The revenue cutter lay at anchor in the harbor with almost no one aboard. Her skipper died the day before from a heart attack. Most of her crew was ashore on leave, yucking it up at the local taverns.
Due to his ruthless legislative tactics, his political opponents called him “Czar Reed.” They meant it as an insult but Reed liked the nickname just fine.
In 1860, he traded whiskey for 897 human beings. Half of them were children.
Malcolm Williams — who was married to the equally famous Florence Reed — was caught swimming in front of his place by a patrol boat.
It was supposed to be a project for the ages. In reality, it never turned a profit and now most of it has vanished.
This is the twisting, two-decade-long tale of how Portland’s Monument Square statue came to be.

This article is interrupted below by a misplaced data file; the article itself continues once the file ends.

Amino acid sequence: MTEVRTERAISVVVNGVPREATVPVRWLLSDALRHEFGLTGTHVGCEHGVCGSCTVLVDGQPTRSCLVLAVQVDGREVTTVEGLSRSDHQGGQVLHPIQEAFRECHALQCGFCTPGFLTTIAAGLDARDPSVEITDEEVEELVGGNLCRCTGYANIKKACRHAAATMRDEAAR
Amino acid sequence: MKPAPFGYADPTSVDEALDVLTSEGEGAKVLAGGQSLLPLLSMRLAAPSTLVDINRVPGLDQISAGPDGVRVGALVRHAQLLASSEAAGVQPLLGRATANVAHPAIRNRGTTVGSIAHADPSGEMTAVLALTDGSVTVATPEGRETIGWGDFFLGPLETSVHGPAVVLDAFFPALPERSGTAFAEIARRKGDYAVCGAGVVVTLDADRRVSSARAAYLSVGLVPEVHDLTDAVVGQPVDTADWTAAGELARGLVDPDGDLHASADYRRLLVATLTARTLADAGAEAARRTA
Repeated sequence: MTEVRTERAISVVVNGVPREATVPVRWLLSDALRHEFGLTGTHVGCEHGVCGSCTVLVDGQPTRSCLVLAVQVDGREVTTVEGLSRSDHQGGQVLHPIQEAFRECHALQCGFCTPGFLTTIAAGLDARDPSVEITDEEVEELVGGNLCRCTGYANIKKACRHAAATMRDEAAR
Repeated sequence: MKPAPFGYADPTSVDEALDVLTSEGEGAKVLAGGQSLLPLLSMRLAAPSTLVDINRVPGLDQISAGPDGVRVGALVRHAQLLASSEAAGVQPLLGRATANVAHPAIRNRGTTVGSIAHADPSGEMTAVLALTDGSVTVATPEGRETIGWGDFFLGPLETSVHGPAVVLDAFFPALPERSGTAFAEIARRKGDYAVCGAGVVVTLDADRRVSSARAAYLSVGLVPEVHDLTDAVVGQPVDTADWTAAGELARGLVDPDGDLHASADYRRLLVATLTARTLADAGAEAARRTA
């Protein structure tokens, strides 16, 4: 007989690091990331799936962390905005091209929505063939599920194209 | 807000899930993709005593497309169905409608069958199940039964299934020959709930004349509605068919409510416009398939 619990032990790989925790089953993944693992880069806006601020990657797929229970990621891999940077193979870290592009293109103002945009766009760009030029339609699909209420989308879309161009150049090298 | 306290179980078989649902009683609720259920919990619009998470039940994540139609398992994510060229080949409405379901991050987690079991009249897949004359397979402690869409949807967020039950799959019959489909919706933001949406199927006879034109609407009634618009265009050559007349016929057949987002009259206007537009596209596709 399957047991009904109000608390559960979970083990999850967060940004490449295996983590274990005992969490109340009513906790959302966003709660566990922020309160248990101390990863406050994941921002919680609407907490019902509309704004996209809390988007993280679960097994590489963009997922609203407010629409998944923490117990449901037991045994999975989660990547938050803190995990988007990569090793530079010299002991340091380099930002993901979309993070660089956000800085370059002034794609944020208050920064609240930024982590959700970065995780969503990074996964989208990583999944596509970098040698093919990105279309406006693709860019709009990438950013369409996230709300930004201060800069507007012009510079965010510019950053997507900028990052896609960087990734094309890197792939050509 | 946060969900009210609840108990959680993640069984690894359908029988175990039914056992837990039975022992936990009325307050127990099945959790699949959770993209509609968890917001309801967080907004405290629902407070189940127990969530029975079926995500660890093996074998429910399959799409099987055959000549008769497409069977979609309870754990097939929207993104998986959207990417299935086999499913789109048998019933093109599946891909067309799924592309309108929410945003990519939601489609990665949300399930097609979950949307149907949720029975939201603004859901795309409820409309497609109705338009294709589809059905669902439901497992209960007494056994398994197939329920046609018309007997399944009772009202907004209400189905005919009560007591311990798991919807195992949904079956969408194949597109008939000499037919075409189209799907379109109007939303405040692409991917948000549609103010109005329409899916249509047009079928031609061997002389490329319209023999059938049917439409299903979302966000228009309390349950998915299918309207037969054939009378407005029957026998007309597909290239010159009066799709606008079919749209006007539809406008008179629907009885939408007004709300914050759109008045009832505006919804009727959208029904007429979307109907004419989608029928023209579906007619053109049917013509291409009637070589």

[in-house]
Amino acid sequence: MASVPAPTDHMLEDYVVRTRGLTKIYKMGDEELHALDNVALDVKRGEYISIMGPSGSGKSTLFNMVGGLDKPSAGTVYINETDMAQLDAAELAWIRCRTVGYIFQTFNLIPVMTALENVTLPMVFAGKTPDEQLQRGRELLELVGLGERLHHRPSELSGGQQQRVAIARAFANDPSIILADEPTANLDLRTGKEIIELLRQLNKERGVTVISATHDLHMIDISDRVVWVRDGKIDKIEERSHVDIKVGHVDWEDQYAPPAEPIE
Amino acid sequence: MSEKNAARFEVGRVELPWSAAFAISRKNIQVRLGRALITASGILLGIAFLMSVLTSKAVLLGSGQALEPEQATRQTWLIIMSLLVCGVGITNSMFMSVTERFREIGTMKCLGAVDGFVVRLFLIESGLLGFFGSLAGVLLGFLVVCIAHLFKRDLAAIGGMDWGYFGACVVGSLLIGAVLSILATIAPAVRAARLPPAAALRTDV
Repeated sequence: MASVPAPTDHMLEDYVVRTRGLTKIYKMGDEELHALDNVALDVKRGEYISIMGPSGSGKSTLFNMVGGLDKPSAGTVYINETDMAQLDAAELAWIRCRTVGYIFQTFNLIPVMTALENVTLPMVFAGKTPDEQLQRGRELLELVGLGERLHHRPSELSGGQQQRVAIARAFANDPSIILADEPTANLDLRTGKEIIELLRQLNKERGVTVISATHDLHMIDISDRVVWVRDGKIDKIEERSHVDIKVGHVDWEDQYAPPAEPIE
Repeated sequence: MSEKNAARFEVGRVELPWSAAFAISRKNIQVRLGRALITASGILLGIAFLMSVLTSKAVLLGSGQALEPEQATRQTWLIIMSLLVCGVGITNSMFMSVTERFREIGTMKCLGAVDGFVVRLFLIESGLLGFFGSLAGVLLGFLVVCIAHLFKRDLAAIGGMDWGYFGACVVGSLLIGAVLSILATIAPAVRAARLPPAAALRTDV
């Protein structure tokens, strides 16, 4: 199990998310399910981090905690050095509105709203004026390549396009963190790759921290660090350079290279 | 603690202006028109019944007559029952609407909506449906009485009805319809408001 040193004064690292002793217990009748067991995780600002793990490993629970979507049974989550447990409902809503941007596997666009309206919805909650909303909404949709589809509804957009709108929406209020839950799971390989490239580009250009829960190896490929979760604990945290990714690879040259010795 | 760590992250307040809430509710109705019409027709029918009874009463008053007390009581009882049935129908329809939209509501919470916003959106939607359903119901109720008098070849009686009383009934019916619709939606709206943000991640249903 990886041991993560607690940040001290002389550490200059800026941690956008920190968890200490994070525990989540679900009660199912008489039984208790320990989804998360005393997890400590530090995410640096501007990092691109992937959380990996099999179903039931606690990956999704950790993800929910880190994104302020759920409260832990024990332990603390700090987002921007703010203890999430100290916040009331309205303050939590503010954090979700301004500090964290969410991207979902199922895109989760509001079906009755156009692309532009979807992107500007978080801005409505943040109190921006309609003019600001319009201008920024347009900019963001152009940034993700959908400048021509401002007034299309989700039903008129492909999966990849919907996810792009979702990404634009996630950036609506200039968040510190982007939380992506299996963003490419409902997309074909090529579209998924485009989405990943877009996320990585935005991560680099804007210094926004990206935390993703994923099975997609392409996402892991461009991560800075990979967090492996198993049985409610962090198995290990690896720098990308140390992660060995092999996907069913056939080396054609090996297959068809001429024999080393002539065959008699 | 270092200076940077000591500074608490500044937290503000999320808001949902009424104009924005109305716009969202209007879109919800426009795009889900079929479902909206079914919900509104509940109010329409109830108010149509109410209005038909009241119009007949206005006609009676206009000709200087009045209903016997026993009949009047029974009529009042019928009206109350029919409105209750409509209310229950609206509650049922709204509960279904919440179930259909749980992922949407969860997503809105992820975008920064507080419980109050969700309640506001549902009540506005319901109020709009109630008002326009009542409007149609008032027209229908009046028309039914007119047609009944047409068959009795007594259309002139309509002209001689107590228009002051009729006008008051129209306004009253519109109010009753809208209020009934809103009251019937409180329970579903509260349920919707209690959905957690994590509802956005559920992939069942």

His diplomatic work consisted mostly of drinking, smoking, dancing with ladies and waving from trains and carriages.
His biological mother was black and, most likely, a slave, owned by his father.
The 40-odd acre, oaken oasis wasn’t always so quiet. It’s the site of the Battle of Deering Oaks.
It was still dark. The only other things moving about were hardcore runners on the Back Cove trail and mosquitoes buzzing around my noggin.